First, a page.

Starring: Chris Evans, Tommy Lee Jones, Hayley Atwell, Hugo Weaving
Director: Joe Johnston
Chris’ Take: The big concern for me going into this film was that it would merely be a stepping stone to The Avengers. Marvel Studios knew that it had a large fanbase that would show up to this film and they probably knew that regardless of its quality they would still make bank off the aforementioned super-project that is going to be released next year. While there was a fair amount of effort to tie in this film to the other Marvel projects, Captain America was at least decent enough entertainment to leave the viewers salivating for more.
Steve Rogers (Chris Evans) is a scrawny and asthmatic young man who is desperate to join the U.S. Army and defend freedom and justice, but his conditions leave him marked as 4F despite several attempts to falsify his records. His determination attracts the attention of a scientist (Stanley Tucci) in an experimental branch of the U.S. Government, who is developing a serum to build super soldiers. Rogers jumps at the chance and is transformed into Captain America. His excitement is short-lived as he is instead used as a mascot for war bonds instead of fighting in the actual war. His powers are soon called upon when the looming threat of an underground group of Nazis, lead by the mysterious Red Skull (Hugo Weaving), harness the power of the gods and pose a greater threat than Hitler himself.
The Captain America comics were a very blatant attempt at propaganda during war time. Looking back the comics seem hokey, and the outfit is certainly ludicrous by today’s standards. I was expecting them to almost completely update it and try to provide a grittier film. However, I was pleasantly surprised by the amount of cheesiness, it fit well within the context of the film and brought a certain nostalgia for the old comics, while simultaneously updating it for this generation.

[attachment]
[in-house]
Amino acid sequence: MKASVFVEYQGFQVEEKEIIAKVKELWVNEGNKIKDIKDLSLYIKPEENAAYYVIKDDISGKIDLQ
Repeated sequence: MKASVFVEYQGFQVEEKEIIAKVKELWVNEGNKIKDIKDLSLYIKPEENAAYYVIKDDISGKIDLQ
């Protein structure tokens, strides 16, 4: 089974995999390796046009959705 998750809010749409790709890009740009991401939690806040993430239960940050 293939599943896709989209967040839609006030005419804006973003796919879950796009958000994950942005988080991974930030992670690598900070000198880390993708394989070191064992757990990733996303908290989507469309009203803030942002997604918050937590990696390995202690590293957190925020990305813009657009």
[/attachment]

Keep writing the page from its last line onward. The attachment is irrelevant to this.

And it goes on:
Chris Evans is a charismatic guy and is a perfect fit for Rogers. The script really developed his character and made him relatable and sympathetic before he even became Captain America. I think what bothered me about Marvel’s last endeavour, Thor, was that it was hard to relate to someone that was a god and had always been a god. Rogers’ earnestness and appreciation of his powers makes the audience want to root for him, and Evans never made his ambition seem anything less than genuine.
A lot of the other superhero films focus heavily on how much the main character kicks ass, and how the fate of the world rests completely on their shoulders. In the final battle, Captain America was certainly the only one that could defeat Red Skull personally, but the film as a whole made it clear that he heavily relied on friends and his “team” to get him where he needed to be. I liked that aspect of the film, and in some ways it makes him seem that much more likeable as a character. It made him seem less egocentric than a lot of other superheroes. A lot of other Marvel films have some of those elements, but the characters only rely on friends when they actually need it, or it is almost too late for them to succeed on their own. Captain America plans on needing them, and works in conjunction with them, rather than seeming cocky by running in guns blazing on his own.
The action in the film was exciting, and while it was over-the-top at times, it felt more subdued than a lot of other recent action films. There was a scene involving a jailbreak that was particularly thrilling. Joe Johnston had shown glimpses of his ability to direct an action film, but he certainly was allowed a bigger budget for this one and you could tell he was just having fun with it.